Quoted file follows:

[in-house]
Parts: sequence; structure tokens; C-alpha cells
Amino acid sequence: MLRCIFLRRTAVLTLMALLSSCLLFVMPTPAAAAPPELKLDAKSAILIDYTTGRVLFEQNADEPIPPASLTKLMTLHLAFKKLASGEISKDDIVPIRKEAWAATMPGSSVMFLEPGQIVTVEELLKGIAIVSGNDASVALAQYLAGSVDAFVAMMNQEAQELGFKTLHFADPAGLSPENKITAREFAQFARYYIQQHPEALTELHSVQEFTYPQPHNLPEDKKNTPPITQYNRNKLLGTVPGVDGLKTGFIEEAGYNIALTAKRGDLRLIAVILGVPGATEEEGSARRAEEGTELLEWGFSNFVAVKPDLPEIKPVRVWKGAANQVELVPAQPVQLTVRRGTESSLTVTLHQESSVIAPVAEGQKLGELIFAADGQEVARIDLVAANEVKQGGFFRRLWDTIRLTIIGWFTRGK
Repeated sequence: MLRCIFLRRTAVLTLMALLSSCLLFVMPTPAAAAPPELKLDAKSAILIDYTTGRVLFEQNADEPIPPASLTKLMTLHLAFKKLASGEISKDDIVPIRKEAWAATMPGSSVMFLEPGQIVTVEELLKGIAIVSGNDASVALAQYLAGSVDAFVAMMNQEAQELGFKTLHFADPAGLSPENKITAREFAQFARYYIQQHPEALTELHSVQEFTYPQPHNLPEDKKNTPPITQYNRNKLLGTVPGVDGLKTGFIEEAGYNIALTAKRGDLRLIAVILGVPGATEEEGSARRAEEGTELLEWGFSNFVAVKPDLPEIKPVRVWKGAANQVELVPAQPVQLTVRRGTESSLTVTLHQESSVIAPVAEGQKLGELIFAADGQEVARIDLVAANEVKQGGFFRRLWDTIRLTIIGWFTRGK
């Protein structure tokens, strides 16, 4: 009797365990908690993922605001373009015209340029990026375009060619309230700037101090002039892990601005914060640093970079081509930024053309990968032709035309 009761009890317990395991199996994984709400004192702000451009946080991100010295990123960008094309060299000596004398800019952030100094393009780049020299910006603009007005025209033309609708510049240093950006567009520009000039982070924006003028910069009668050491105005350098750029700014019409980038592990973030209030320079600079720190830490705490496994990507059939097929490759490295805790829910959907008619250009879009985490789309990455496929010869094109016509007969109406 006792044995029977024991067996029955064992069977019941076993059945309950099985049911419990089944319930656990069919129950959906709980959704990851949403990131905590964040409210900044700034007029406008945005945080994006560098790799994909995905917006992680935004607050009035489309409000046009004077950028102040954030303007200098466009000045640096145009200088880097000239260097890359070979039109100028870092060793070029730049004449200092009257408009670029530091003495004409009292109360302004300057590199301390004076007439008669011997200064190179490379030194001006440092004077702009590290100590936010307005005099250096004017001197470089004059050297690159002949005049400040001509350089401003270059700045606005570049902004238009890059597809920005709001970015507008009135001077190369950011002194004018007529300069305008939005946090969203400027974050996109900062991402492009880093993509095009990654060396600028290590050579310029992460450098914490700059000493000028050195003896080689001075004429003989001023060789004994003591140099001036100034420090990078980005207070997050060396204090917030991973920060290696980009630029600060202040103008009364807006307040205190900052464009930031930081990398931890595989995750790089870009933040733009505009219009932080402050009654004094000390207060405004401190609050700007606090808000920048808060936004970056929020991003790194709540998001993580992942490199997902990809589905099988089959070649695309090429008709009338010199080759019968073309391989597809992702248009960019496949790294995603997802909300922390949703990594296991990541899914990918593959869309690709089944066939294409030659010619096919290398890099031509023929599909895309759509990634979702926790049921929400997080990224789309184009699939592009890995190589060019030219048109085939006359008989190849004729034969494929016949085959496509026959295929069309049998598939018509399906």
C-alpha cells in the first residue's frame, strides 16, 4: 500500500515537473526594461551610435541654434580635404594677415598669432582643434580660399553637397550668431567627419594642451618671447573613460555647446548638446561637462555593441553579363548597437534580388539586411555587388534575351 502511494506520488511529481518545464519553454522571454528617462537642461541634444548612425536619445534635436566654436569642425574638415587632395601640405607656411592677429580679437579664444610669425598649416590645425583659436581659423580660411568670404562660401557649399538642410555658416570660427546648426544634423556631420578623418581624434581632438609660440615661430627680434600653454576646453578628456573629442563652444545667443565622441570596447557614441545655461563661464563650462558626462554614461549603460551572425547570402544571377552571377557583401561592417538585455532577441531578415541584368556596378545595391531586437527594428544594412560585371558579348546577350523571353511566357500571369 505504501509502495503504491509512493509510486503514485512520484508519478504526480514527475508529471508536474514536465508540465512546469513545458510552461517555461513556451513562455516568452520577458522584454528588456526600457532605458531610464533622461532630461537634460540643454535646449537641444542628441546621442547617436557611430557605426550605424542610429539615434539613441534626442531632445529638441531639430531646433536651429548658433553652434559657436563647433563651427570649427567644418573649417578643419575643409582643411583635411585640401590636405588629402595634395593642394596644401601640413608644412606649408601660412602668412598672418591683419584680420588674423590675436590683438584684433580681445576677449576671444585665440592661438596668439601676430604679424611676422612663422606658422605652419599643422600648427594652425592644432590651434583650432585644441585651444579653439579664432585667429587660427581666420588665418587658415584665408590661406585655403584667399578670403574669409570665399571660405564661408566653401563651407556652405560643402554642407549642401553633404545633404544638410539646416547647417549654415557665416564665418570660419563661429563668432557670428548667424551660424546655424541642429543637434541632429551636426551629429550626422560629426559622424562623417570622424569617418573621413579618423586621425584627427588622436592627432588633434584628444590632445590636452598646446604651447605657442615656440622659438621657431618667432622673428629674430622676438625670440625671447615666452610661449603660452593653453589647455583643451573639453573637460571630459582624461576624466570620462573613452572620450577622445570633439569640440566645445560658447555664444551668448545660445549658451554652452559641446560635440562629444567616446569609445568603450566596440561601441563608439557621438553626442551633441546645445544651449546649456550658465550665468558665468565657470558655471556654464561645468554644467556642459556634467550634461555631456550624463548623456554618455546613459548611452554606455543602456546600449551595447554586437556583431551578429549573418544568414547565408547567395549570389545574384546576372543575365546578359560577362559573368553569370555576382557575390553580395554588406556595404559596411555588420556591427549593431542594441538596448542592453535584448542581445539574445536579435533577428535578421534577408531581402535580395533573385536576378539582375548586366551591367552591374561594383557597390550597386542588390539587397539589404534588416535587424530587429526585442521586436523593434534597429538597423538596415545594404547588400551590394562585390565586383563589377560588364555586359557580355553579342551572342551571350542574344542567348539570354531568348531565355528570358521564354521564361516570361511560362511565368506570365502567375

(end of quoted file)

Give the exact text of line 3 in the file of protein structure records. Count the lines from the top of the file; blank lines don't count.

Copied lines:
Amino acid sequence: MLRCIFLRRTAVLTLMALLSSCLLFVMPTPAAAAPPELKLDAKSAILIDYTTGRVLFEQNADEPIPPASLTKLMTLHLAFKKLASGEISKDDIVPIRKEAWAATMPGSSVMFLEPGQIVTVEELLKGIAIVSGNDASVALAQYLAGSVDAFVAMMNQEAQELGFKTLHFADPAGLSPENKITAREFAQFARYYIQQHPEALTELHSVQEFTYPQPHNLPEDKKNTPPITQYNRNKLLGTVPGVDGLKTGFIEEAGYNIALTAKRGDLRLIAVILGVPGATEEEGSARRAEEGTELLEWGFSNFVAVKPDLPEIKPVRVWKGAANQVELVPAQPVQLTVRRGTESSLTVTLHQESSVIAPVAEGQKLGELIFAADGQEVARIDLVAANEVKQGGFFRRLWDTIRLTIIGWFTRGK